How to negotiate salary?
Where salary is concerned, everyone wants and wishes to get the highest pay. But not everyone has the gut to negotiate until they got the salary they want.
Following are some of the tips you can use while (or before) negotiating your salary with prospective employers. They don’t guarantee you anything, but the least they do is getting yourself prepared.
1. Evaluate how much you are worth
Conduct an assessment on yourself – compare your skills, the demand of the skills in the job market, and find out the salaries of those in your job niche.
Take account both internal and external factors in evaluating your salary. Is your company a leader in the market (which can mean they’re already paying top salaries)? Are you currently lowly paid even though you’re being loyal with your company and stay for years (which can mean your chance of landing a job with top salary is higher)?
2. Compare salary and compensation plan
Compare the current salary and the new salary offered. Then go to the next level – study the overall compensation plan. The salary offered might be lower than you are expecting but there might be some elements in the benefits or perks that counter it. List the haves and the have-nots – e.g. share option, medical benefits, traveling entitlement, allowances, insurance scheme and so on. If they’re not satisfactory, go back to the negotiation table.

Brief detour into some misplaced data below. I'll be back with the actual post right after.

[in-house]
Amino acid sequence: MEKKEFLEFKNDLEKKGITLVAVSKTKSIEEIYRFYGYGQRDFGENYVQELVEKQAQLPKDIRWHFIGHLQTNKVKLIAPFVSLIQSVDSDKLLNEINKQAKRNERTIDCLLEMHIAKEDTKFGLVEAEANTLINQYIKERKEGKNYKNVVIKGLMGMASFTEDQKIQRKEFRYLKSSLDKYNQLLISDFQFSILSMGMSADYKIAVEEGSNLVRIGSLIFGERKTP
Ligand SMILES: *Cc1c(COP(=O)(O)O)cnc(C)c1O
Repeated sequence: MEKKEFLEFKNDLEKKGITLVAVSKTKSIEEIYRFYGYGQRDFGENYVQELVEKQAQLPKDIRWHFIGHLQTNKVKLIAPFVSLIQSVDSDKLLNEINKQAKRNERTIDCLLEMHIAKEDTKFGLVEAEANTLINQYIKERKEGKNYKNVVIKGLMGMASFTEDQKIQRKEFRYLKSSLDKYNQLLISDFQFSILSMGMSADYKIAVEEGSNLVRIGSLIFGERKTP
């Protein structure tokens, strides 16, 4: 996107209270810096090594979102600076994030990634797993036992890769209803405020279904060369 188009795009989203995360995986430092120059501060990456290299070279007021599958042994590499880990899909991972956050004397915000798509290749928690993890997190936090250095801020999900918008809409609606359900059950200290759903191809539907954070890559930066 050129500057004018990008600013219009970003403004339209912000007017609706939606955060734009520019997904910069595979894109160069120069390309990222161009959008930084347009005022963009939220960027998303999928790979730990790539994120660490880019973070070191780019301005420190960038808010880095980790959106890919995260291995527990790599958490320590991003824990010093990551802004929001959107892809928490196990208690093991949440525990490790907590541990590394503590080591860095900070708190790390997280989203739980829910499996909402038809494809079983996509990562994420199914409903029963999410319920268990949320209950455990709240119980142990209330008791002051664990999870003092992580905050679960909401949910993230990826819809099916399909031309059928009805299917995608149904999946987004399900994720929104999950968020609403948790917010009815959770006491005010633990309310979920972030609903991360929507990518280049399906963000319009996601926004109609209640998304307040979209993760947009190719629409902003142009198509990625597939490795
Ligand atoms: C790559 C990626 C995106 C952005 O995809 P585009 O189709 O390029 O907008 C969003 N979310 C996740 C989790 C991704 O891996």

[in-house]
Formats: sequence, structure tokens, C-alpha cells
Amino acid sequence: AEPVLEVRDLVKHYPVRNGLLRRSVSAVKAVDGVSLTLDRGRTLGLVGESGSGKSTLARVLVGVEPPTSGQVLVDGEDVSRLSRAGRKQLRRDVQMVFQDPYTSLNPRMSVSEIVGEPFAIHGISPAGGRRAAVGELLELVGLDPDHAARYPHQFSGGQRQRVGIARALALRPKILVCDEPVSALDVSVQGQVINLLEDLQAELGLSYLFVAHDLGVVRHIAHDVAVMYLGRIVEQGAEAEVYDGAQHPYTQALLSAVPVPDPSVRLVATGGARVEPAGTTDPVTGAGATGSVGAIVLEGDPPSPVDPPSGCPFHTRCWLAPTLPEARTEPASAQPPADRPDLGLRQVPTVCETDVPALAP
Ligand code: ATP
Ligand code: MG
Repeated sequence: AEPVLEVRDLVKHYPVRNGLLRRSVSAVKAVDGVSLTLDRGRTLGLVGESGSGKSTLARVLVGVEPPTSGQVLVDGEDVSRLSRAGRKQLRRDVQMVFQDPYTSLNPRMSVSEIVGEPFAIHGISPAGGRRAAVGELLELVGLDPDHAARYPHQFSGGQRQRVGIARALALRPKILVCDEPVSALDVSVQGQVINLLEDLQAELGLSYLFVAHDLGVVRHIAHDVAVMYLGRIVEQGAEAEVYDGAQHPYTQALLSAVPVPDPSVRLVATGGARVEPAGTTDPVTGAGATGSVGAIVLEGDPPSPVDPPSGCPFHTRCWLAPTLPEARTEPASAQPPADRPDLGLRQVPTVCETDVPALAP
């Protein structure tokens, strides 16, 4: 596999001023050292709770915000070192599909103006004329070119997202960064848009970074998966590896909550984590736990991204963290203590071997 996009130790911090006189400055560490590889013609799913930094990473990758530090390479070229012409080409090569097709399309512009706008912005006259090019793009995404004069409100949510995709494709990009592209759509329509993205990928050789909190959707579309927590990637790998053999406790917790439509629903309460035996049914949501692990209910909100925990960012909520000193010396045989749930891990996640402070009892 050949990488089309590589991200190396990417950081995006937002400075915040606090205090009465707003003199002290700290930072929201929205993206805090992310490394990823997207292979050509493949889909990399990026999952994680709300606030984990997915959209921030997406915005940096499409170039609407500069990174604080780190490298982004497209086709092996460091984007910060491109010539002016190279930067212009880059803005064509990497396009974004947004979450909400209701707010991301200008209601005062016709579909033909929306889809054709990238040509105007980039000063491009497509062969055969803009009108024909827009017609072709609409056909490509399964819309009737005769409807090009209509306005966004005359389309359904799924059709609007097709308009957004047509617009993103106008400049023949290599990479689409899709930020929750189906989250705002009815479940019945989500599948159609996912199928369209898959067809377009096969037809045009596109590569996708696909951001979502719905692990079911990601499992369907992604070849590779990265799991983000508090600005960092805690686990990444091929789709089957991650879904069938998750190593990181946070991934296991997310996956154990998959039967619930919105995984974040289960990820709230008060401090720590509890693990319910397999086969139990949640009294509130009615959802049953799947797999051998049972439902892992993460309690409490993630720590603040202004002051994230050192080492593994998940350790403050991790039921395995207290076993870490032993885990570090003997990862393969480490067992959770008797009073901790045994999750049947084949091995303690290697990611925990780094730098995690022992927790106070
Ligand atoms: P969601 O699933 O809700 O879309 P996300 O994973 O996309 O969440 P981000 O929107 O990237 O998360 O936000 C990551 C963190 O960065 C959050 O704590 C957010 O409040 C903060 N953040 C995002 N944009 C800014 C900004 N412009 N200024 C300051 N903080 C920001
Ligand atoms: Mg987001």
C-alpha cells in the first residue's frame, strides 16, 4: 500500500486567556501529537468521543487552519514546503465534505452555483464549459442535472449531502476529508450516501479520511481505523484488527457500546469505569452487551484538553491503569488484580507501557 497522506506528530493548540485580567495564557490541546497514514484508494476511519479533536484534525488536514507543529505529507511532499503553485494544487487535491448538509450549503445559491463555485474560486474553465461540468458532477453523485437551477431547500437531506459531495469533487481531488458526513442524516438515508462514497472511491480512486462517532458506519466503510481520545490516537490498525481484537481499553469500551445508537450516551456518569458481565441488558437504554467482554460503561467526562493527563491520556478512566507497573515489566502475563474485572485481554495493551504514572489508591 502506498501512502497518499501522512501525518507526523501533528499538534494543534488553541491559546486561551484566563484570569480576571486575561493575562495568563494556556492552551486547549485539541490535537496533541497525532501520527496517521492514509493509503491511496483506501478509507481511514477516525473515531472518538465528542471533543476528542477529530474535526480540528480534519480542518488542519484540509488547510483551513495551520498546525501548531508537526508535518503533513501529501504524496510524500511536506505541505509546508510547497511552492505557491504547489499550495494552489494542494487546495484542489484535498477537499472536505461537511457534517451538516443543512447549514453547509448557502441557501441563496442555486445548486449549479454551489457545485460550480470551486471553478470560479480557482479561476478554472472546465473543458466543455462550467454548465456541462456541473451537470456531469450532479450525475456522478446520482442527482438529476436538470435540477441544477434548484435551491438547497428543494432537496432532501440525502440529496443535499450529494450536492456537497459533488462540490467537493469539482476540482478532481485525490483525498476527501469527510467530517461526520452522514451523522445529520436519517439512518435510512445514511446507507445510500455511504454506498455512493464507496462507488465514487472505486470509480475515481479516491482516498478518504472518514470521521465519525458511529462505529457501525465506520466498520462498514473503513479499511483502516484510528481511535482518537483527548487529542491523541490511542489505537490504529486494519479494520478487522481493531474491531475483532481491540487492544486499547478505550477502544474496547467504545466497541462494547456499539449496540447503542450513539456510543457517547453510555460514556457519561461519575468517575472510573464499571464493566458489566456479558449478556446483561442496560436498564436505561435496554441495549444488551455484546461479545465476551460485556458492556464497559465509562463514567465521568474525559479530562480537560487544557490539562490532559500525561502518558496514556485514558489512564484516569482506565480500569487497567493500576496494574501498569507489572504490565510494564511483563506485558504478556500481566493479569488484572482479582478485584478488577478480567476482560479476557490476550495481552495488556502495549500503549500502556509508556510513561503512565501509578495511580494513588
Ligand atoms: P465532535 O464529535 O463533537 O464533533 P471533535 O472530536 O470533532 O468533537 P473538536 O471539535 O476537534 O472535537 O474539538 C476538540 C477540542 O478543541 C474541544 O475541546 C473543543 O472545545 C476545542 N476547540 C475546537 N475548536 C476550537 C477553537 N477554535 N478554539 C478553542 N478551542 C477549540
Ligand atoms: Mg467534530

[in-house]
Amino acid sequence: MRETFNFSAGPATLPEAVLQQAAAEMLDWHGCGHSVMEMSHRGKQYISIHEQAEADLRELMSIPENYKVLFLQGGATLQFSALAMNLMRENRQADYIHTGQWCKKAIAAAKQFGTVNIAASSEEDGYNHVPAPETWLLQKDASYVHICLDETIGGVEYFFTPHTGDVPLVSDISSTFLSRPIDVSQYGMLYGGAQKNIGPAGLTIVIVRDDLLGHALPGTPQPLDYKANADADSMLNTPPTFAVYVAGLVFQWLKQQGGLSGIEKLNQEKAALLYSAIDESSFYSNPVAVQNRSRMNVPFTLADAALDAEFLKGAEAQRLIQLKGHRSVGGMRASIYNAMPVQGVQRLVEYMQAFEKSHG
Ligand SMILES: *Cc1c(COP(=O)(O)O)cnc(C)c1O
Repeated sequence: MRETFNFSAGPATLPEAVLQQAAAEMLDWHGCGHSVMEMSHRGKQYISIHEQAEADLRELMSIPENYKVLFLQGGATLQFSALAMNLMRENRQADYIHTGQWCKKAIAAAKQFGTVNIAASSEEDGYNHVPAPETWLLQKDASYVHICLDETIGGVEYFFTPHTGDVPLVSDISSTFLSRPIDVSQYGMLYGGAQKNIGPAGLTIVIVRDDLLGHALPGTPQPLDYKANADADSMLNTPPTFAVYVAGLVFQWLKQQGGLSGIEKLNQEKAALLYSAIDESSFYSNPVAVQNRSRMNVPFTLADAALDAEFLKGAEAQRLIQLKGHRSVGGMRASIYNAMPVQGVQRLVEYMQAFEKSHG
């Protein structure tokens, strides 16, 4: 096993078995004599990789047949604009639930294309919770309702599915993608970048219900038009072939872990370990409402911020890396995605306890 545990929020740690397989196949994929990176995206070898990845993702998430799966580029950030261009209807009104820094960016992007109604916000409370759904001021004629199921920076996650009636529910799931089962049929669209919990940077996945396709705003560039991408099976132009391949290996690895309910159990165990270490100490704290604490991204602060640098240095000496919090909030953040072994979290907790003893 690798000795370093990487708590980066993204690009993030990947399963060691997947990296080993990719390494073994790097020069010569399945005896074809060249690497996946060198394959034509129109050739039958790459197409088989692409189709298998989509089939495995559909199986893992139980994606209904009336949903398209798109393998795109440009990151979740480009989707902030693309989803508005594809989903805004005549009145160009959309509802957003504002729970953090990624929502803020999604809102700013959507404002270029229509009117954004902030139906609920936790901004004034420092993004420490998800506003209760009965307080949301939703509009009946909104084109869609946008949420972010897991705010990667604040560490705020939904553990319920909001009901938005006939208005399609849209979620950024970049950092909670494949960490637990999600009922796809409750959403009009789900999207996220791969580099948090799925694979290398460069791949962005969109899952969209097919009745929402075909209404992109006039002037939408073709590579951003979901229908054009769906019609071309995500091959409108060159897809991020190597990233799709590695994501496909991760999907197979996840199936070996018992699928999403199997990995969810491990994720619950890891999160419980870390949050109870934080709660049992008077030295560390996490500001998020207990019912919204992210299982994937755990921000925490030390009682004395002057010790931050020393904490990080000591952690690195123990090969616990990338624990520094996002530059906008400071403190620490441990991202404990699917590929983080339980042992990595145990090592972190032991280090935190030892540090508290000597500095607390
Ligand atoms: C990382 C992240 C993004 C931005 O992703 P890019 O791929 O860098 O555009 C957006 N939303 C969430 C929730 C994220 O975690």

3. When asked about salary, try soliciting a range
Certain people react differently when asked about current salary at point-blank. If you’re put in a position to reveal how much you’re earning, get even by soliciting a range this new company can offer. That’s only fair, isn’t it? This is a pre-emptive strike that can determine if you should pursue your interest with the new company.
4. Use justification rather than confrontation
Rather than shamelessly hammering your fist and stating your demand, justify why you’re worth that salary. Use persuasion techniques effectively.
“Part of the job requires me to (do certain stuff). As my own experience tells me, there are only a handful of specialists in the market out there who have this expertise and I’m sure you’d agree. I’ve done my own analysis, and their salary is either at par or above than the salary figure I’m asking.”
5. Don’t give ultimatum too soon
Some people throw the “pay me, or leave me” ultimatum too soon thinking that the employer is desperate enough to get you on-board. Often times, this will result in a pissed off employer who would soon withdraw from the offer altogether. Rather, allow 2 or 3 rounds of salary negotiation, before you make up your mind.